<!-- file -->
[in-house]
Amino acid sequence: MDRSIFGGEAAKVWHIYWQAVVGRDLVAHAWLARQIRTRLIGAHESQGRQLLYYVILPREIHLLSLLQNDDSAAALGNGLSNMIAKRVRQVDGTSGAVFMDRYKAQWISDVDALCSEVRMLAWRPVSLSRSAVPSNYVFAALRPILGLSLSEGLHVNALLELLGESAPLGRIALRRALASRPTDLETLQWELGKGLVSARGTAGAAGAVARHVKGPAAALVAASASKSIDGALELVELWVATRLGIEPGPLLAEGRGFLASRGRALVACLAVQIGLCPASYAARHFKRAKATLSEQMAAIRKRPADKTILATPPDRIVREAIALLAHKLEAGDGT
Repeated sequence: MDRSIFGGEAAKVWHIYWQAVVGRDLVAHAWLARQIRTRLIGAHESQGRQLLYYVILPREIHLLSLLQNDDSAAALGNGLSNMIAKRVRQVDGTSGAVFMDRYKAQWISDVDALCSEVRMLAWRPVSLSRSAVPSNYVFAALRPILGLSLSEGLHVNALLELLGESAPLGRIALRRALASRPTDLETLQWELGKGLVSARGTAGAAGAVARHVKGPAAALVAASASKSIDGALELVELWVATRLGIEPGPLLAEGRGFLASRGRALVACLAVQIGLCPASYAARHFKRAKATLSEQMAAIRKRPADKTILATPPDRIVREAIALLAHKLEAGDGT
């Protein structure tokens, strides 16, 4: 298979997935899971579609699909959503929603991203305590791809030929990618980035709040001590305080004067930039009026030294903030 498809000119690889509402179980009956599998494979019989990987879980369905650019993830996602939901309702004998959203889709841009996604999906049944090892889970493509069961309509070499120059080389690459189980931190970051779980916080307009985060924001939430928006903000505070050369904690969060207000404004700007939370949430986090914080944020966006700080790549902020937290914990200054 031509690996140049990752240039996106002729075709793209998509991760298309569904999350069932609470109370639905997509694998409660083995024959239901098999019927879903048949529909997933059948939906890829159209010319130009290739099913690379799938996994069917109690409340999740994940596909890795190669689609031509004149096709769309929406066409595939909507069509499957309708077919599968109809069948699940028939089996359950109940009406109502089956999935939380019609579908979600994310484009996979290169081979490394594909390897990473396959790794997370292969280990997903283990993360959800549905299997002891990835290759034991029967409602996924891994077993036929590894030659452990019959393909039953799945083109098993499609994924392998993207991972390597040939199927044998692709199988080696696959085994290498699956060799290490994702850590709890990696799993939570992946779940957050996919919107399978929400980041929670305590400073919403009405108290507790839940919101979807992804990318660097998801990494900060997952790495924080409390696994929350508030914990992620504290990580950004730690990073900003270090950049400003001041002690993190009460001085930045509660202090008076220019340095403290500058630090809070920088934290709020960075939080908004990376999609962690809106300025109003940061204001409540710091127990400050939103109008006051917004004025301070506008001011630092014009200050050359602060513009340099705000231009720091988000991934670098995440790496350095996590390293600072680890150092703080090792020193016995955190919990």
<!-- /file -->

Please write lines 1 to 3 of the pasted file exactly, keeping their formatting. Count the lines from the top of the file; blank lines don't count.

[in-house]
Amino acid sequence: MDRSIFGGEAAKVWHIYWQAVVGRDLVAHAWLARQIRTRLIGAHESQGRQLLYYVILPREIHLLSLLQNDDSAAALGNGLSNMIAKRVRQVDGTSGAVFMDRYKAQWISDVDALCSEVRMLAWRPVSLSRSAVPSNYVFAALRPILGLSLSEGLHVNALLELLGESAPLGRIALRRALASRPTDLETLQWELGKGLVSARGTAGAAGAVARHVKGPAAALVAASASKSIDGALELVELWVATRLGIEPGPLLAEGRGFLASRGRALVACLAVQIGLCPASYAARHFKRAKATLSEQMAAIRKRPADKTILATPPDRIVREAIALLAHKLEAGDGT
Repeated sequence: MDRSIFGGEAAKVWHIYWQAVVGRDLVAHAWLARQIRTRLIGAHESQGRQLLYYVILPREIHLLSLLQNDDSAAALGNGLSNMIAKRVRQVDGTSGAVFMDRYKAQWISDVDALCSEVRMLAWRPVSLSRSAVPSNYVFAALRPILGLSLSEGLHVNALLELLGESAPLGRIALRRALASRPTDLETLQWELGKGLVSARGTAGAAGAVARHVKGPAAALVAASASKSIDGALELVELWVATRLGIEPGPLLAEGRGFLASRGRALVACLAVQIGLCPASYAARHFKRAKATLSEQMAAIRKRPADKTILATPPDRIVREAIALLAHKLEAGDGT